Linked by Kroc Camen on Sun 29th Nov 2009 20:02 UTC, submitted by fsmag
GNU, GPL, Open Source From Free Software Magazine: "Google promises a much needed shift in the way small computers work. Problems like software updates, backups, installation, maintenance, viruses, have plagued the world for too long: a shift is way overdue. To me, however, the change about to happen shows us what many people have refused to believe for a long time: KDE and GNOME shot each other dead."
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You're looking at it the wrong way.
by cheemosabe on Sun 29th Nov 2009 21:24 UTC
Member since:

I agree completely with KDE and Gnome being in the same boat as Windows and MacOS (i.e. desktop style environments).

People are really wrong to point the finger at KDE and Gnome though. They're just an example of the way things work in the open source world. Some people saw a way to make something nice that worked and that's how KDE appeared. Same with Gnome. If anyone could have improved them or come up with something better they would have, considering the open source nature of those projects.

People just cling to successful projects like these, identify with them, get their hopes up that they'll prove to be the best and justify their choices. That's alright but to ignore all the great work that went into those projects and disregard them completely because of what was lacking is disrespectful and contemptuous.

What is truly crazy is blaming people for creating something obviously valuable. You can't stop diversity. It's the same with books. Anyone can write one and nobody has the right to stop that. It's up to distributions to choose a set of applications and create a uniform OS.

What really lacks is standards. That's what unites the web right now. That's why web applications are a viable solution.

Edited 2009-11-29 21:32 UTC

Reply Score: 3

wirespot Member since:

No, that's not why. Web apps are a "solution" looking for a problem. There is no problem, other than the issue of accessing your data remotely from anywhere in the world. But there are other solutions to that. You can always leave the home computer on and share a drive and protect it with a password so you can access it from anywhere.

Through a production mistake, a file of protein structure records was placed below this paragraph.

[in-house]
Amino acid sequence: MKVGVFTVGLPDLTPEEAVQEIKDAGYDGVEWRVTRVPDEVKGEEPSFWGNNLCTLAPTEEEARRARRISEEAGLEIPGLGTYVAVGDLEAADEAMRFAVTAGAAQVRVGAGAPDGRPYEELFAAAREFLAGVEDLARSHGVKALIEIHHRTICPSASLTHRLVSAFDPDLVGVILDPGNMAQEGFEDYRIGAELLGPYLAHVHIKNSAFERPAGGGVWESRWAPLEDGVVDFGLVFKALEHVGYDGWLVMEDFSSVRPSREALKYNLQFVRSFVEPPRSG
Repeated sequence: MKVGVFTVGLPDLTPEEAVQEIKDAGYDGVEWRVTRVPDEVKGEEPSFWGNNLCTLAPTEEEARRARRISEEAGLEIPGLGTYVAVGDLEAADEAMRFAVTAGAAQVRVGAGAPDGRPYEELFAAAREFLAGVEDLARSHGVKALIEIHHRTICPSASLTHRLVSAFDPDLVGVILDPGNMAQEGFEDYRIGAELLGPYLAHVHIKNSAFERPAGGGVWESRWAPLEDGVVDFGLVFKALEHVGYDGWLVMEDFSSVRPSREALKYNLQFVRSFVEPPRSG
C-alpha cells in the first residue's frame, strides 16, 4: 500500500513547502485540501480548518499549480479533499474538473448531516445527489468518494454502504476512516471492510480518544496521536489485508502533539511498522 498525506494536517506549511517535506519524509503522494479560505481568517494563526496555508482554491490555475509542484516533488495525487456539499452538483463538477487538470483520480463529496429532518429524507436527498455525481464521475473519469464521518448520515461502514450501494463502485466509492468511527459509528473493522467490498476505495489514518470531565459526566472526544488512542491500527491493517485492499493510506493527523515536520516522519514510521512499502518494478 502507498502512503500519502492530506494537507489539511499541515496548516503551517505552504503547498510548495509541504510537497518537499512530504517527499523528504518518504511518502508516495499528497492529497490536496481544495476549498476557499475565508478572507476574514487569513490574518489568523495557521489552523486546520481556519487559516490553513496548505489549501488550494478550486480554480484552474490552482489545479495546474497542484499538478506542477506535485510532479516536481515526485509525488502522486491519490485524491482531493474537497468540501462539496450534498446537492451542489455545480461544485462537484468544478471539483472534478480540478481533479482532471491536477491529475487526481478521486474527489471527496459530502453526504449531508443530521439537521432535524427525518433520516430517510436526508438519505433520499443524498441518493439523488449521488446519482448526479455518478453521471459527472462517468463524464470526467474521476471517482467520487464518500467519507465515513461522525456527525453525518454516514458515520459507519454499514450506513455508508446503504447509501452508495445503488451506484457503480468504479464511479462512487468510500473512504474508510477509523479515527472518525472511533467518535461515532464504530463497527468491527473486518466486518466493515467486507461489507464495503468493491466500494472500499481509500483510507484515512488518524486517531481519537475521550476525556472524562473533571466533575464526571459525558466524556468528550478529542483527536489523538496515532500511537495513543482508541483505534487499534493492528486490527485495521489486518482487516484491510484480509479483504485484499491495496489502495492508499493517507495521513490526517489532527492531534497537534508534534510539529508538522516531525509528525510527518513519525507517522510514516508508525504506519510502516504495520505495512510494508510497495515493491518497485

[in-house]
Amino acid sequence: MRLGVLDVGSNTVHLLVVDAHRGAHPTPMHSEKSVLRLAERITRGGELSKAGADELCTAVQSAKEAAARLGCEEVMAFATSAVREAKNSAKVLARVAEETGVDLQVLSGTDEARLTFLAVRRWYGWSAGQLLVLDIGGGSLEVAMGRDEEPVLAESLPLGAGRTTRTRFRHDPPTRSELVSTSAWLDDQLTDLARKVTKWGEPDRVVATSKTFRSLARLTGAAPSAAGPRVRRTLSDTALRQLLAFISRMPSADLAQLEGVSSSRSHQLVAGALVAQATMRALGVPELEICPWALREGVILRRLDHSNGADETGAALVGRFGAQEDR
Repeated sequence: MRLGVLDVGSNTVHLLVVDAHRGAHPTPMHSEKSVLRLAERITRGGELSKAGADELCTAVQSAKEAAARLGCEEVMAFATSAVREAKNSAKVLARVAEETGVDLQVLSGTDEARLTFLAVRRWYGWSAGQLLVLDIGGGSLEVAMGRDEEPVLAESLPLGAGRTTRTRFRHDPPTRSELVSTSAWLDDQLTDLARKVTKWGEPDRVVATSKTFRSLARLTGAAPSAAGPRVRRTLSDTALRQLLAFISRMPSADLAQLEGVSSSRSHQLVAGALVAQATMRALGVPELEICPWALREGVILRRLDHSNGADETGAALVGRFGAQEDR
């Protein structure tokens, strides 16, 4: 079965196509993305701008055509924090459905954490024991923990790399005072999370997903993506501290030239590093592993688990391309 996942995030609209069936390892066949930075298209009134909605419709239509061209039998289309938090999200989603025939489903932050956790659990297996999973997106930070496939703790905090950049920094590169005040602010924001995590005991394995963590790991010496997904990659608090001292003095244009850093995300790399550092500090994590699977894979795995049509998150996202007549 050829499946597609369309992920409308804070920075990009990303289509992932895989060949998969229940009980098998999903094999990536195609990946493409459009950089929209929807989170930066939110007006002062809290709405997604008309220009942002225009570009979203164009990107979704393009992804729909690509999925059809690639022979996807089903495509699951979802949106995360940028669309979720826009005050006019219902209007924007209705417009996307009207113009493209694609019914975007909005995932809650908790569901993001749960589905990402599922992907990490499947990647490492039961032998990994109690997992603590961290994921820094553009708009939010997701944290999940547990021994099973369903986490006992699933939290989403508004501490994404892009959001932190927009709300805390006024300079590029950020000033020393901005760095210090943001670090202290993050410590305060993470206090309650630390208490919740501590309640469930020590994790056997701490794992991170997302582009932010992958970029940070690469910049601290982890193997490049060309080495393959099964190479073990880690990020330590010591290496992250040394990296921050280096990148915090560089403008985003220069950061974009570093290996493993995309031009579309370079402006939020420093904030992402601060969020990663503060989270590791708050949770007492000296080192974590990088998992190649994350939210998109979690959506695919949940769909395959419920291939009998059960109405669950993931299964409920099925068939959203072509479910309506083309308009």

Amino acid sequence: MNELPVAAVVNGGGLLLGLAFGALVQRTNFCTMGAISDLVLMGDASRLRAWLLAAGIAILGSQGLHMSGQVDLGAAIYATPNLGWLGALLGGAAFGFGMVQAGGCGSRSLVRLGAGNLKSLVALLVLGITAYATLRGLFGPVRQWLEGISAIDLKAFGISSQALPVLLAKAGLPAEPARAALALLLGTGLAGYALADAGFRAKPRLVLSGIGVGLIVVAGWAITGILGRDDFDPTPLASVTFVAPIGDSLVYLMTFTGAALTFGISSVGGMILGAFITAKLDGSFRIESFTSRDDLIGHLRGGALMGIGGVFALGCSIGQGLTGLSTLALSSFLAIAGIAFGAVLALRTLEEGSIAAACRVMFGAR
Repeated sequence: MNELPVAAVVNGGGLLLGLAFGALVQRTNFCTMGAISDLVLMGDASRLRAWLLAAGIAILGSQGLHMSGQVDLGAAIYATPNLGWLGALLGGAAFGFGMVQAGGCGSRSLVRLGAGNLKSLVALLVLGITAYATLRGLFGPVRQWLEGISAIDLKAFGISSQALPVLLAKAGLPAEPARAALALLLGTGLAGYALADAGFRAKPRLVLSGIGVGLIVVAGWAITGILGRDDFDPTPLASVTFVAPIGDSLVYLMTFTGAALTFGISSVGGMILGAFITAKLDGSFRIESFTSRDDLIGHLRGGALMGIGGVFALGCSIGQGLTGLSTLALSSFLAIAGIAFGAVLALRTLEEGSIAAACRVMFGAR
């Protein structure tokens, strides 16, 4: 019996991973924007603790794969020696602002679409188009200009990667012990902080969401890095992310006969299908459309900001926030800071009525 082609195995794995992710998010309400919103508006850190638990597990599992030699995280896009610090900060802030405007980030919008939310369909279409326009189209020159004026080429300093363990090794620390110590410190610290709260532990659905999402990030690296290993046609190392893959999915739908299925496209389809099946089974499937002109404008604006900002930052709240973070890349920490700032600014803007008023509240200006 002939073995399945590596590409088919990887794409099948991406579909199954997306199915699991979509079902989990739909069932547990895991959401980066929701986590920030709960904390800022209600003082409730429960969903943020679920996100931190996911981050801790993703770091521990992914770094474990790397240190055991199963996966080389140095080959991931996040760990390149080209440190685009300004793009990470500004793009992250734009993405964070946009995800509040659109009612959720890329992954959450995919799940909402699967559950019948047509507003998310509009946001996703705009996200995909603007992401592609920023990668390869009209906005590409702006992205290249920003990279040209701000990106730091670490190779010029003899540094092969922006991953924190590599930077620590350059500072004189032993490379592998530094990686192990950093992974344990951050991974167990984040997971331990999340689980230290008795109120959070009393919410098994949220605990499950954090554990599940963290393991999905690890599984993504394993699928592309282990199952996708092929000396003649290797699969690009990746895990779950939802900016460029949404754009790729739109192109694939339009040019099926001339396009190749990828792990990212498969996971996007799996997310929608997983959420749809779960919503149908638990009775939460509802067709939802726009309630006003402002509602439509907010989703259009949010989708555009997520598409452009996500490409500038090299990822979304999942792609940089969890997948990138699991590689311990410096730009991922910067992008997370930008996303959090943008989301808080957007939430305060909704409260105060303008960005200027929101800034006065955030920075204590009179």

The Web apps are a darling because they barrier for adoption is zero (everybody has a browser), they use a more or less common ground (HTML/CSS/JavaScript) and big corporations love the fact they can fully control the software, the app itself, and rent the services, what it does, to people. It's cheaper and simpler than maintaining apps in various languages for various operating systems.

Second, don't make the mistake of thinking that about standards. There are no standards on the Web. Oh sure, we got something that looks like it, but there's no references implementation, just the specs. As long as those specs are open to interpretations (and they are) and there's no one browser everone can look at and say "let's make it work like THAT browser works", there are no standards.

Desktop apps have standards too. Linux certainly does. It has POSIX, it has LSB, it has EWMH, and all apps adhere to those. Well, more or less. ;) But it has the standards.

So no, standards aren't why. See above for the real reasons.

Reply Parent Score: 3